Those of us who regularly take on investigations on behalf of overseas clients will occasionally have encountered red flags when conducting due diligence in respect of prospective clients. At IPFGB, we follow ABI guidelines by automatically compiling a Data Protection Impact Assessment in respect of each case. Naturally, that takes into account not only our legitimate interest in processing the personal data of others without their consent, but also that of the potential client.
Our good friend and highly respected IP infringement investigator, Ron Alvarez, has once more warned his fellow-American PIs of a problem which has been dogging the industry there for some time. Very recently, the US Department of Justice indicted a number of people for harassing, threatening, and spying on US-resident Chinese dissidents on behalf of the Chinese government. What has emerged is of PIs in the US accepting instructions to provide background checks on Chinese victims legally living in the United States. One PI completed an OSINT profile for a $1500 fee, but was then further tasked to obtain IRS tax returns and to establish any links with the CIA or FBI; further, to dig up derogatory information and, if none existed, to invent it. The PI duly informed the FBI of the approach . . . it was established that the client was indeed an agent of the Chinese Ministry of State Security [MSS]. Ron has provided evidence that this was not an isolated case . . . in 2020, a PI and former law enforcement officer was arrested for conspiring with Chinese “foreign agents” to coerce a target to return to China.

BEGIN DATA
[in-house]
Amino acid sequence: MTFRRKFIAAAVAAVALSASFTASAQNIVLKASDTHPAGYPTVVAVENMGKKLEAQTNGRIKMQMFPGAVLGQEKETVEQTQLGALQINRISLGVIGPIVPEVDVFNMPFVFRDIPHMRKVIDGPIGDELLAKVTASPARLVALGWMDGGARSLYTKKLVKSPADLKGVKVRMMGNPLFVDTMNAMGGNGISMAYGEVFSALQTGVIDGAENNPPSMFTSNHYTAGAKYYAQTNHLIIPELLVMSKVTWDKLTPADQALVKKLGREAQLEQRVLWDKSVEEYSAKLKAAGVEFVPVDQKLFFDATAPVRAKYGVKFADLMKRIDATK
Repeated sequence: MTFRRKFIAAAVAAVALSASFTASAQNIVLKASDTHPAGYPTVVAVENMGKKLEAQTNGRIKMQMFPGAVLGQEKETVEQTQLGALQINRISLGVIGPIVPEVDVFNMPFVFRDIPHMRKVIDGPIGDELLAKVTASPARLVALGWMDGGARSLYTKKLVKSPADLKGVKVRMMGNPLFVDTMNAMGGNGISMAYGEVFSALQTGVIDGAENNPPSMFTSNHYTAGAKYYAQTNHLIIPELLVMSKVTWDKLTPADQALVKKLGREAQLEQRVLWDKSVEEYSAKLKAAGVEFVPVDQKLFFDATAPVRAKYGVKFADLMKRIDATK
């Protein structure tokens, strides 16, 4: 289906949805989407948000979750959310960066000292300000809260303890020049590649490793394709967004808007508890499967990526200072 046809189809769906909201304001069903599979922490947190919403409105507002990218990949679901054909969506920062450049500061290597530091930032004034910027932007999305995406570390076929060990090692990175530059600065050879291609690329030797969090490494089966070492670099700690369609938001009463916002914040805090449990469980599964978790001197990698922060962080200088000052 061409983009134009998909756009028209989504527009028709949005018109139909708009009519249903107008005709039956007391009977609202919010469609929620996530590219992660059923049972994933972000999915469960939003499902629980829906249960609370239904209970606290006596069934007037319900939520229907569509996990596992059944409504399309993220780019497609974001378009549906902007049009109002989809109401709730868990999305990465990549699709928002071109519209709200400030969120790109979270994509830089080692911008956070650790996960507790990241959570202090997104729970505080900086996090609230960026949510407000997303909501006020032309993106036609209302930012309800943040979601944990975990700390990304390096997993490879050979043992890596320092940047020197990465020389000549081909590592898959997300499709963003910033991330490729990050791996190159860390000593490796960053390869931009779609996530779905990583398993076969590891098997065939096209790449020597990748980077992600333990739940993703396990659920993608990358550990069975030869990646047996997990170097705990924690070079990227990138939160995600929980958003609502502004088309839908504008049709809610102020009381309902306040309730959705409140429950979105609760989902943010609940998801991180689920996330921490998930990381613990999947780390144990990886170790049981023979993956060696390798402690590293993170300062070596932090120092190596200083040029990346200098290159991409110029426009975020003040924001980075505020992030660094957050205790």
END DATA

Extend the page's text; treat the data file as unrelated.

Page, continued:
In a press conference in March of this year, the FBI’s Assistant Director, Alan Kohler, made an official announcement to all US PIs, urging them to notify the FBI if approached by foreign governments.
So, could it be happening here in the UK? Quite simply, the answer is, “Yes.” Only last year, we at IPFGB were indirectly approached by a Chinese company, tasked to locate a sizeable number of Chinese nationals working in the UK; ostensibly as a ‘head-hunting’ exercise with a view to offering them lucrative employment. Immediately suspicious, we applied the ‘legitimate interest test’ and insisted that the potential client provided sufficient data to satisfy us that the approach was indeed warranted. As expected, the assignment instantly evaporated . . . we never heard another word from them. One was left to wonder what justifiable reason they would have produced in wanting to know where their nationals were living and working . . . other than to pressure them into spying, Was the task offered elsewhere . . . and accepted?
Dick Smith QPM
Director: IP Forensics [GB] Ltd